For the last 10 years there has been a debate, largely being carried on between certain faculty members of the two Westminster Seminaries, over justification and union with Christ.
On the east coast, there are a number of individuals associated with Westminster Theological Seminary (WTS) in Philadelphia. The principal architect of this position is Richard B. Gaffin, Jr., who since 2008 has been emeritus professor of biblical and systematic theology at WTS. Gaffin’s former students like Lane Tipton (who currently holds the Charles Krahe Chair of Systematic Theology at WTS), Mark Garcia, and William B. Evans are continuing his thought.
On the west coast, there is Westminster Seminary California (WSC), with John Fesko, Michael Horton, and R. Scott Clark as the primary interlocutors. They are critical of Gaffin’s construction of the ordo salutis and have attempted to provide a different interpretation of Calvin and of the Reformed tradition on the issue of union with Christ.
The debate arguably has antecedents, but Mark Garcia’s 2007 sharply critical review of Covenant, Justification, and Pastoral Ministry (a collection of essays written by the WSC faculty and edited by R. Scott Clark) seems to have been the spark. Robert Godfrey and David VanDrunen wrote a response to Garcia’s review. After that initial 2007 exchange, John Fesko and Michael Horton seem to be the most active published debate partners from the WSC side. Dr. Fesko has written by far the most on the topic and is a vocal critic of Gaffin and Evans, particularly of the way they read Calvin in relation to the entire Reformed tradition. His marvelous book Beyond Calvin (V&R, 2012) brings together many of his previously published peer-reviewed journal articles and mounts a forceful response to Gaffin, Garcia, and Evans.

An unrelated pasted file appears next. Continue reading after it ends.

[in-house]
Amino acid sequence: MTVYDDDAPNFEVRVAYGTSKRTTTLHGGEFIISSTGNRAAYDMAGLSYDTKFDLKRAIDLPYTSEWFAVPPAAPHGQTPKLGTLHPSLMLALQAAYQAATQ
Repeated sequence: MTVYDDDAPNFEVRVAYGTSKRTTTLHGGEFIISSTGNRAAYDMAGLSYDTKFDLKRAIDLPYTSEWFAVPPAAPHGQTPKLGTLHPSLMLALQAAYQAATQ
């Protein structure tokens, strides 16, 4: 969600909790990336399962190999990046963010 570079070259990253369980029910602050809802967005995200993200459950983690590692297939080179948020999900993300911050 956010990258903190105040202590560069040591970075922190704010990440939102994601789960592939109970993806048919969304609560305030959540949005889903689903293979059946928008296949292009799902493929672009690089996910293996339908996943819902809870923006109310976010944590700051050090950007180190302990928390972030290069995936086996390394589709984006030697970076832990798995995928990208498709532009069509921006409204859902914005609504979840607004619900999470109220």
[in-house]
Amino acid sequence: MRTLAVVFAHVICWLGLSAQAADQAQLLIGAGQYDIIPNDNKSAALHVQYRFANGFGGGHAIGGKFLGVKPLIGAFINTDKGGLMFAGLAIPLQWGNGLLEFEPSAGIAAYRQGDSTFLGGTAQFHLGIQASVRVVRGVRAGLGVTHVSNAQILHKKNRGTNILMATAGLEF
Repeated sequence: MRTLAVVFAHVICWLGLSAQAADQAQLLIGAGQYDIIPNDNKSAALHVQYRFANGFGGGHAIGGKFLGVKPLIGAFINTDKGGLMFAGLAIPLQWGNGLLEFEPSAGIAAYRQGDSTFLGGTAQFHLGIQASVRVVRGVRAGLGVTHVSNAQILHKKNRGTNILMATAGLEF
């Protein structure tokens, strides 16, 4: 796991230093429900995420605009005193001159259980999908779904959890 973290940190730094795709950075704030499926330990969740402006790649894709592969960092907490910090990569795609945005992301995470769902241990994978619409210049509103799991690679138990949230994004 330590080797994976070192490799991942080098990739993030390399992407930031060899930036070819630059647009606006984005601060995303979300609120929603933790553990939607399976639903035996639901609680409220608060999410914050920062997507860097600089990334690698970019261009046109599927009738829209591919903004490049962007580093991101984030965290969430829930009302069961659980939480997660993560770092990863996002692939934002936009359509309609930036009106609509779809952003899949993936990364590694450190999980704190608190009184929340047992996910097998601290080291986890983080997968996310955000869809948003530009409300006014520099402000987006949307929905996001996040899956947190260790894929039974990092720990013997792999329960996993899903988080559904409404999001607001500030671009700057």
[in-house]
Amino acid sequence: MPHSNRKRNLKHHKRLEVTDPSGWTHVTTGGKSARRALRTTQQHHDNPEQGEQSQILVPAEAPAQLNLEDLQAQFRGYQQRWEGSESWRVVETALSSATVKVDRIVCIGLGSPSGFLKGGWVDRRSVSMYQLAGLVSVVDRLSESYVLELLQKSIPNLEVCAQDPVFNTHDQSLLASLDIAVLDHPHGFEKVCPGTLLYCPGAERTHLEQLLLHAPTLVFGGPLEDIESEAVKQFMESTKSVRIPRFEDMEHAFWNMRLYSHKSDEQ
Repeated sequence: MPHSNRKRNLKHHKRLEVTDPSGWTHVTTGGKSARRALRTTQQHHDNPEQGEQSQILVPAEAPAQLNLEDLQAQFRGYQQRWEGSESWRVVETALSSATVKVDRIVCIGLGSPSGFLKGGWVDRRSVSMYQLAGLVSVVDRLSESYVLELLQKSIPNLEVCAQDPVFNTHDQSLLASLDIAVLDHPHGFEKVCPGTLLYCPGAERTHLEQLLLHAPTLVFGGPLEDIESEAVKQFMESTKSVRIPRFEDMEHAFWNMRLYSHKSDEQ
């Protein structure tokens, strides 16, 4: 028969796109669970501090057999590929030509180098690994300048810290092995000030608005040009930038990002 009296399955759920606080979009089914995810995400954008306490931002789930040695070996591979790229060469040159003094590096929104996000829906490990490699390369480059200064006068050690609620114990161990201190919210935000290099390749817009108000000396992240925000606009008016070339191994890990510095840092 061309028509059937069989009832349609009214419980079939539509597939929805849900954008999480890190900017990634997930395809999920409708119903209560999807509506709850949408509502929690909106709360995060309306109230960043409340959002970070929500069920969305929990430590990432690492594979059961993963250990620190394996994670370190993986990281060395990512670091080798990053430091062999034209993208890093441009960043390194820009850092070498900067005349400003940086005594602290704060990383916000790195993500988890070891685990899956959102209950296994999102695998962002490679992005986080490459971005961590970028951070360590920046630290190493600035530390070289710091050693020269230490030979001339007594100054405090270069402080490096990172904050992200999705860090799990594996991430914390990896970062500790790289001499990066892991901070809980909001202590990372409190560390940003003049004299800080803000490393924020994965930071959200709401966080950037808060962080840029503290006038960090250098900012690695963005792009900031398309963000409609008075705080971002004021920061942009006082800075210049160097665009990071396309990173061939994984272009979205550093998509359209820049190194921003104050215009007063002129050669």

The debate centers on the relationship between union with Christ and the double benefit of justification and sanctification. Gaffin has singled out the mystical, vital, or existential union with Christ and elevated it to a level of priority, primacy, and all-embracing significance for the ordo salutis. The debate is complex because it involves not only exegesis but also different interpretations of Calvin and the historical development post-Reformation Reformed dogmatics.
It should be acknowledged that there are different nuances held by the various scholars in each camp. On the WTS side, for example, William B. Evans has been a vocal critic of federal theology. In a manner reminiscent of the Torrance brothers, Evans argues that 17th century federal theology is a declension from Calvin due to the way it allegedly “bifurcates” forensic/federal union and vital/mystical union. It is hard to tell how much the others affiliated with WTS sympathize with Evans, but I have not seen Gaffin and Tipton attack federal theology in their published writings the way Evans does. In the WSC camp, there is likewise not perfect homogeneity of theological formulation. Michael Horton, for example, is unique, as far as I can tell, among the WSC faculty in advocating speech-act theory to explain the forensic foundation of union with Christ.
It’s also not clear how unified the two seminaries are among themselves with regard to this discussion. WSC seems more unified than WTS, but that could just be my subjective impression. Some faculty members at both schools haven’t participated in the debate in terms of publication. For example, the position of Carl Trueman is a mystery to me. He did write a contribution to the WTS book Justified in Christ (Mentor, 2007), but his focus was on John Owen’s doctrine of justification and he didn’t directly address the issues under debate.